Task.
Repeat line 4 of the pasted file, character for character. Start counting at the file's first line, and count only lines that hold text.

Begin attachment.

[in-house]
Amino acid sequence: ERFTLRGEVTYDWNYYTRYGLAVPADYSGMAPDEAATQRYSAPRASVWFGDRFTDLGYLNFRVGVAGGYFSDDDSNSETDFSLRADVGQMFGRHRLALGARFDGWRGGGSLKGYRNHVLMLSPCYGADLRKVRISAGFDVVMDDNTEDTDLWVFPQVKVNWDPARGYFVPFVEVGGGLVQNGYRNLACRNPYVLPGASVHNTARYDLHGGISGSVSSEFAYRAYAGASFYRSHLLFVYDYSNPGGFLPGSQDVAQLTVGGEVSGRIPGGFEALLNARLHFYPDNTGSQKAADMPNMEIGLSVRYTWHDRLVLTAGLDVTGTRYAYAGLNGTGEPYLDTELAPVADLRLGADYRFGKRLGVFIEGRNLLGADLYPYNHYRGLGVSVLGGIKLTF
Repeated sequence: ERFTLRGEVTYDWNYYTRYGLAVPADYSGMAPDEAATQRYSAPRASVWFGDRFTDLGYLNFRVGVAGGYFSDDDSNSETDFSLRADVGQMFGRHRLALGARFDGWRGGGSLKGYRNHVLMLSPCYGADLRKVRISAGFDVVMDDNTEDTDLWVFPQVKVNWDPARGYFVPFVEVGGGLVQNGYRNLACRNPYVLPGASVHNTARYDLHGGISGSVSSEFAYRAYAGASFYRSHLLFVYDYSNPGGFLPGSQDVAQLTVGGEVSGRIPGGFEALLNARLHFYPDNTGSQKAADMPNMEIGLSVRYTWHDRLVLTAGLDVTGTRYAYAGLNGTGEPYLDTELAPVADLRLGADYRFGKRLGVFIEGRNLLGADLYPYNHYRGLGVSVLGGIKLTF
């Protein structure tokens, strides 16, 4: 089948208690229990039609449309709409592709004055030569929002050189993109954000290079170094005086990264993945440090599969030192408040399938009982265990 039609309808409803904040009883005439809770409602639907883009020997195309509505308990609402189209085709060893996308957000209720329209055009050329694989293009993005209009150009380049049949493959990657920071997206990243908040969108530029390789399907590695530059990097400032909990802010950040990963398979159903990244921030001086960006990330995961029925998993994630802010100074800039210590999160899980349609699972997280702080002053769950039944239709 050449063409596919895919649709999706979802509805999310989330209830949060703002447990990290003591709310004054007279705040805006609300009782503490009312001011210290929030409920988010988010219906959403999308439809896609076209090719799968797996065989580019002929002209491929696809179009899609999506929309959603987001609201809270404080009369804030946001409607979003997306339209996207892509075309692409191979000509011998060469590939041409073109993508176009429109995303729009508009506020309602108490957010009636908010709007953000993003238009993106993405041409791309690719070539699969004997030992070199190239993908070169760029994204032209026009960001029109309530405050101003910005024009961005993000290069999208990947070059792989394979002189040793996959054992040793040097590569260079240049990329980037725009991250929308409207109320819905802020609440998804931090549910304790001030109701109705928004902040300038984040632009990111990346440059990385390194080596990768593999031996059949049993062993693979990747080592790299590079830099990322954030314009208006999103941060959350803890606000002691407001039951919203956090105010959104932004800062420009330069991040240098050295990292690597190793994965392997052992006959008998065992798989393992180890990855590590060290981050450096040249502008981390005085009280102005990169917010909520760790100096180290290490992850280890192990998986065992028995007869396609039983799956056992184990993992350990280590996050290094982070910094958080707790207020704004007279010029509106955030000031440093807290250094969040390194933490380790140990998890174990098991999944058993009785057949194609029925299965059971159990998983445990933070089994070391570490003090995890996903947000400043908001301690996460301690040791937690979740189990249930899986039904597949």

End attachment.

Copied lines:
């Protein structure tokens, strides 16, 4: 089948208690229990039609449309709409592709004055030569929002050189993109954000290079170094005086990264993945440090599969030192408040399938009982265990 039609309808409803904040009883005439809770409602639907883009020997195309509505308990609402189209085709060893996308957000209720329209055009050329694989293009993005209009150009380049049949493959990657920071997206990243908040969108530029390789399907590695530059990097400032909990802010950040990963398979159903990244921030001086960006990330995961029925998993994630802010100074800039210590999160899980349609699972997280702080002053769950039944239709 050449063409596919895919649709999706979802509805999310989330209830949060703002447990990290003591709310004054007279705040805006609300009782503490009312001011210290929030409920988010988010219906959403999308439809896609076209090719799968797996065989580019002929002209491929696809179009899609999506929309959603987001609201809270404080009369804030946001409607979003997306339209996207892509075309692409191979000509011998060469590939041409073109993508176009429109995303729009508009506020309602108490957010009636908010709007953000993003238009993106993405041409791309690719070539699969004997030992070199190239993908070169760029994204032209026009960001029109309530405050101003910005024009961005993000290069999208990947070059792989394979002189040793996959054992040793040097590569260079240049990329980037725009991250929308409207109320819905802020609440998804931090549910304790001030109701109705928004902040300038984040632009990111990346440059990385390194080596990768593999031996059949049993062993693979990747080592790299590079830099990322954030314009208006999103941060959350803890606000002691407001039951919203956090105010959104932004800062420009330069991040240098050295990292690597190793994965392997052992006959008998065992798989393992180890990855590590060290981050450096040249502008981390005085009280102005990169917010909520760790100096180290290490992850280890192990998986065992028995007869396609039983799956056992184990993992350990280590996050290094982070910094958080707790207020704004007279010029509106955030000031440093807290250094969040390194933490380790140990998890174990098991999944058993009785057949194609029925299965059971159990998983445990933070089994070391570490003090995890996903947000400043908001301690996460301690040791937690979740189990249930899986039904597949």